Propylene glycol-based fluids — the preferred alternative by many — have a safer profile than ethylene glycol-based fluids. The tradeoff is they are less efficient at transferring heat energy, particularly at low circulation temperatures. Plant managers must find the balance between managing or removing risk and cooling performance.


Among others, chemists who study the flow of liquids have been working to improve process cooling media options.

Ethanol is another alternative, but it brings with it a high flame risk. When used with pressurized ammonia, the results of a leak or incident could represent an explosive combination.

Salt brines perform well but have proven to be corrosive to pipework and systems.

One company with a history developing in anti- and de-icing fluids sought to apply that experience to heat transfer fluids for process cooling. The fluid development objectives include creating a fluid that was nontoxic and as efficient as — or more efficient than — current fluids.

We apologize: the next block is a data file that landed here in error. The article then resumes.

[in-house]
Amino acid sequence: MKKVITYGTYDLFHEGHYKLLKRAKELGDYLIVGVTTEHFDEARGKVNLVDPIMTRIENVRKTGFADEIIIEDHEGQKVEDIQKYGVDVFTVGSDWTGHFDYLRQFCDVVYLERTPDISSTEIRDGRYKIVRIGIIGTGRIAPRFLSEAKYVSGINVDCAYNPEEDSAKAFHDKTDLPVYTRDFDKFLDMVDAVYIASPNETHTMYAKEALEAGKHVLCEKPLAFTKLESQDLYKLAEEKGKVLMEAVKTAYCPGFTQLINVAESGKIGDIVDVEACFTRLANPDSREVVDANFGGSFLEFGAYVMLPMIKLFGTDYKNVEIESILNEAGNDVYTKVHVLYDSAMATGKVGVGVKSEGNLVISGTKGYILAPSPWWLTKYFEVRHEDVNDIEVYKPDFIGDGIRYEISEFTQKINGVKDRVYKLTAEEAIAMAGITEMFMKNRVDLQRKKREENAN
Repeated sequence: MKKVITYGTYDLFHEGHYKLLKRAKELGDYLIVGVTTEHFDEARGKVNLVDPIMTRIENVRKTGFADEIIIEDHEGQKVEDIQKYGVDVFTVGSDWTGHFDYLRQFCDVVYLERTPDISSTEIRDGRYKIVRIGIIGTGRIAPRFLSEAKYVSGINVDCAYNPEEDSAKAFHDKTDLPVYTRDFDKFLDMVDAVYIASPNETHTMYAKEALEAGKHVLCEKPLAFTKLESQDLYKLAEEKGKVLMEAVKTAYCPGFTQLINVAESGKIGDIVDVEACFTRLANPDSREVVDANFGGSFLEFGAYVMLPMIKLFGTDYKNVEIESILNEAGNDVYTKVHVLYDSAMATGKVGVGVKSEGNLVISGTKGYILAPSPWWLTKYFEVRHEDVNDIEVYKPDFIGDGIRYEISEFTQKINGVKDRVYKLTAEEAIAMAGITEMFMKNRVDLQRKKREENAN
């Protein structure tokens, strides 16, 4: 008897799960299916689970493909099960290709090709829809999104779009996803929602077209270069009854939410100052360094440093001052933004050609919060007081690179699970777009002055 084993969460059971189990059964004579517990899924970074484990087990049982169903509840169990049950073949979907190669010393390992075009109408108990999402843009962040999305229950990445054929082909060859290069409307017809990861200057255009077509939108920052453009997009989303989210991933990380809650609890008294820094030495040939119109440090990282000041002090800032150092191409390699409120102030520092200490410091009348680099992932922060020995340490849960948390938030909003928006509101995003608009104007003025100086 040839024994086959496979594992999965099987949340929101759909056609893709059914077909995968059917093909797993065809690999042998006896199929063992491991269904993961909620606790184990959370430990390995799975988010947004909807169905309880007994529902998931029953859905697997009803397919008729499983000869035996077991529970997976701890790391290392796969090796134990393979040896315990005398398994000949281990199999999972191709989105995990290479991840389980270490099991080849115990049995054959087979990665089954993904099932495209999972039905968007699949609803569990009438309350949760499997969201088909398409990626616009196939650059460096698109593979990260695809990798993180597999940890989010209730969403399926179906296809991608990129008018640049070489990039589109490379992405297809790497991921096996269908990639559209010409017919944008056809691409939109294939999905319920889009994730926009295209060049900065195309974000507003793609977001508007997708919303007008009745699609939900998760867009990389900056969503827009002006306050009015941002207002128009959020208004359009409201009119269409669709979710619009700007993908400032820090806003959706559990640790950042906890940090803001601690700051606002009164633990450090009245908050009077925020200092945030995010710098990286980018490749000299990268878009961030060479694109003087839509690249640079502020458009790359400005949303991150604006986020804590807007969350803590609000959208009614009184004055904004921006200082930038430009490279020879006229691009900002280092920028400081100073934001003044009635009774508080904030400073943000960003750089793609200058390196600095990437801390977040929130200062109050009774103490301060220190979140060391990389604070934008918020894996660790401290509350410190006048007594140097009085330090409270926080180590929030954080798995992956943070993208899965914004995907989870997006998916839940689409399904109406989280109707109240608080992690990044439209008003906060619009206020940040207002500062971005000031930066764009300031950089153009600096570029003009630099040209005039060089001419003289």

While working in the laboratory, the company focused on developing a heat transfer fluid that could help reduce the incidence of pressure drops across the system. Another goal was to help reduce pumping costs and increase hydraulic efficiency. The resulting fluid is formulated with organic, approved inhibitors and viscosity modifiers. The fluid has an operational temperature to -40°F (-40°C), and it has been approved by the NSF as safe for incidental food and beverage contact.

Case in Point

The fluid manufacturer worked with Canadian energy management consultants I.B. Storey to evaluate the fluid. The consultant had been asked by a chocolate manufacturer in Ontario to review its plant’s energy efficiency. 

According to the consultants, after a trialing with the new heat transfer fluid, the company identified potential electricity savings of more than $14,000 per year — primarily through a savings of 39 percent of pump operating costs. Because heat transfer fluid viscosity was 15 percent less than the current fluid the chocolatier was using, capital costs also were reduced. The companies estimated construction cost savings of more than $17,500.